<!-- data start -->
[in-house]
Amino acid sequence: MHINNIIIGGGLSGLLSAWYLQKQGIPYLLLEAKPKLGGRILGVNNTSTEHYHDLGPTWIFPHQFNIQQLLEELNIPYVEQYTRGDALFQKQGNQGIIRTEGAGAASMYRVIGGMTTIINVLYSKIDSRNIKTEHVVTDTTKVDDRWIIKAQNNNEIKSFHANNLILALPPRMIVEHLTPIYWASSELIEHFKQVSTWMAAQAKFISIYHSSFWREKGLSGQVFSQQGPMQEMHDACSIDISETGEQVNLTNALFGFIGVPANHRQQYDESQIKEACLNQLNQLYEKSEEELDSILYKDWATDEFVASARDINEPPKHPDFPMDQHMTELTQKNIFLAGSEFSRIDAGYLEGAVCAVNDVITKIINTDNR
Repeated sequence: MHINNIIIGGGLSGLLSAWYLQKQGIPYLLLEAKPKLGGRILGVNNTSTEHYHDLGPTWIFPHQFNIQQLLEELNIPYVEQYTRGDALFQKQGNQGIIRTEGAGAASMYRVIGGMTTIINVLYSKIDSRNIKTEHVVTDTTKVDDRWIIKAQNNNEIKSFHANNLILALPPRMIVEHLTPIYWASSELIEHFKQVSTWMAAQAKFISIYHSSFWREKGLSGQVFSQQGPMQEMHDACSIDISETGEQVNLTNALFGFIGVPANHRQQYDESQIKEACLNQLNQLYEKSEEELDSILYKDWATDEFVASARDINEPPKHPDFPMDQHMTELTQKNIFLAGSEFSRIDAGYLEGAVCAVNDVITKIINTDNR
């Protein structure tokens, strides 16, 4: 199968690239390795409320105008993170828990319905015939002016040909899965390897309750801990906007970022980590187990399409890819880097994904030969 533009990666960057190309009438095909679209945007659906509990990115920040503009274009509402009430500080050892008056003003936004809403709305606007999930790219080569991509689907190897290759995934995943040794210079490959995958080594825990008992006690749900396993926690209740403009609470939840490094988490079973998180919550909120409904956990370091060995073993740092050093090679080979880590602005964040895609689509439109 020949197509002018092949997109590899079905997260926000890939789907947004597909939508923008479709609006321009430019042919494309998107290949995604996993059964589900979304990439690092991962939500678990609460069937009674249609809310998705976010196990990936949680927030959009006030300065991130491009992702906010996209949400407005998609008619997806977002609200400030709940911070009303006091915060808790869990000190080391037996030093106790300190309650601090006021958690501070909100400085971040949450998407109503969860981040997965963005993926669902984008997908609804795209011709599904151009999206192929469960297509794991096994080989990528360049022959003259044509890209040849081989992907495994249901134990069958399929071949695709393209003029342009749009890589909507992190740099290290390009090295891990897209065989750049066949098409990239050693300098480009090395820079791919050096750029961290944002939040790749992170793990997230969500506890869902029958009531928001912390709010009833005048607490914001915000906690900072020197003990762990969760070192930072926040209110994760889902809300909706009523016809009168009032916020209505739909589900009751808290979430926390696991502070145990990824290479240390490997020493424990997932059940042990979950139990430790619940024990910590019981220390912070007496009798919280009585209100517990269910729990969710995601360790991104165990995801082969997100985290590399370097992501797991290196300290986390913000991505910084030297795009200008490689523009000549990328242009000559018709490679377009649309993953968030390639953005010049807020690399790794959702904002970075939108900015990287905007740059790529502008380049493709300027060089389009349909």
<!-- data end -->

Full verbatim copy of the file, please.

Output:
[in-house]
Amino acid sequence: MHINNIIIGGGLSGLLSAWYLQKQGIPYLLLEAKPKLGGRILGVNNTSTEHYHDLGPTWIFPHQFNIQQLLEELNIPYVEQYTRGDALFQKQGNQGIIRTEGAGAASMYRVIGGMTTIINVLYSKIDSRNIKTEHVVTDTTKVDDRWIIKAQNNNEIKSFHANNLILALPPRMIVEHLTPIYWASSELIEHFKQVSTWMAAQAKFISIYHSSFWREKGLSGQVFSQQGPMQEMHDACSIDISETGEQVNLTNALFGFIGVPANHRQQYDESQIKEACLNQLNQLYEKSEEELDSILYKDWATDEFVASARDINEPPKHPDFPMDQHMTELTQKNIFLAGSEFSRIDAGYLEGAVCAVNDVITKIINTDNR
Repeated sequence: MHINNIIIGGGLSGLLSAWYLQKQGIPYLLLEAKPKLGGRILGVNNTSTEHYHDLGPTWIFPHQFNIQQLLEELNIPYVEQYTRGDALFQKQGNQGIIRTEGAGAASMYRVIGGMTTIINVLYSKIDSRNIKTEHVVTDTTKVDDRWIIKAQNNNEIKSFHANNLILALPPRMIVEHLTPIYWASSELIEHFKQVSTWMAAQAKFISIYHSSFWREKGLSGQVFSQQGPMQEMHDACSIDISETGEQVNLTNALFGFIGVPANHRQQYDESQIKEACLNQLNQLYEKSEEELDSILYKDWATDEFVASARDINEPPKHPDFPMDQHMTELTQKNIFLAGSEFSRIDAGYLEGAVCAVNDVITKIINTDNR
């Protein structure tokens, strides 16, 4: 199968690239390795409320105008993170828990319905015939002016040909899965390897309750801990906007970022980590187990399409890819880097994904030969 533009990666960057190309009438095909679209945007659906509990990115920040503009274009509402009430500080050892008056003003936004809403709305606007999930790219080569991509689907190897290759995934995943040794210079490959995958080594825990008992006690749900396993926690209740403009609470939840490094988490079973998180919550909120409904956990370091060995073993740092050093090679080979880590602005964040895609689509439109 020949197509002018092949997109590899079905997260926000890939789907947004597909939508923008479709609006321009430019042919494309998107290949995604996993059964589900979304990439690092991962939500678990609460069937009674249609809310998705976010196990990936949680927030959009006030300065991130491009992702906010996209949400407005998609008619997806977002609200400030709940911070009303006091915060808790869990000190080391037996030093106790300190309650601090006021958690501070909100400085971040949450998407109503969860981040997965963005993926669902984008997908609804795209011709599904151009999206192929469960297509794991096994080989990528360049022959003259044509890209040849081989992907495994249901134990069958399929071949695709393209003029342009749009890589909507992190740099290290390009090295891990897209065989750049066949098409990239050693300098480009090395820079791919050096750029961290944002939040790749992170793990997230969500506890869902029958009531928001912390709010009833005048607490914001915000906690900072020197003990762990969760070192930072926040209110994760889902809300909706009523016809009168009032916020209505739909589900009751808290979430926390696991502070145990990824290479240390490997020493424990997932059940042990979950139990430790619940024990910590019981220390912070007496009798919280009585209100517990269910729990969710995601360790991104165990995801082969997100985290590399370097992501797991290196300290986390913000991505910084030297795009200008490689523009000549990328242009000559018709490679377009649309993953968030390639953005010049807020690399790794959702904002970075939108900015990287905007740059790529502008380049493709300027060089389009349909």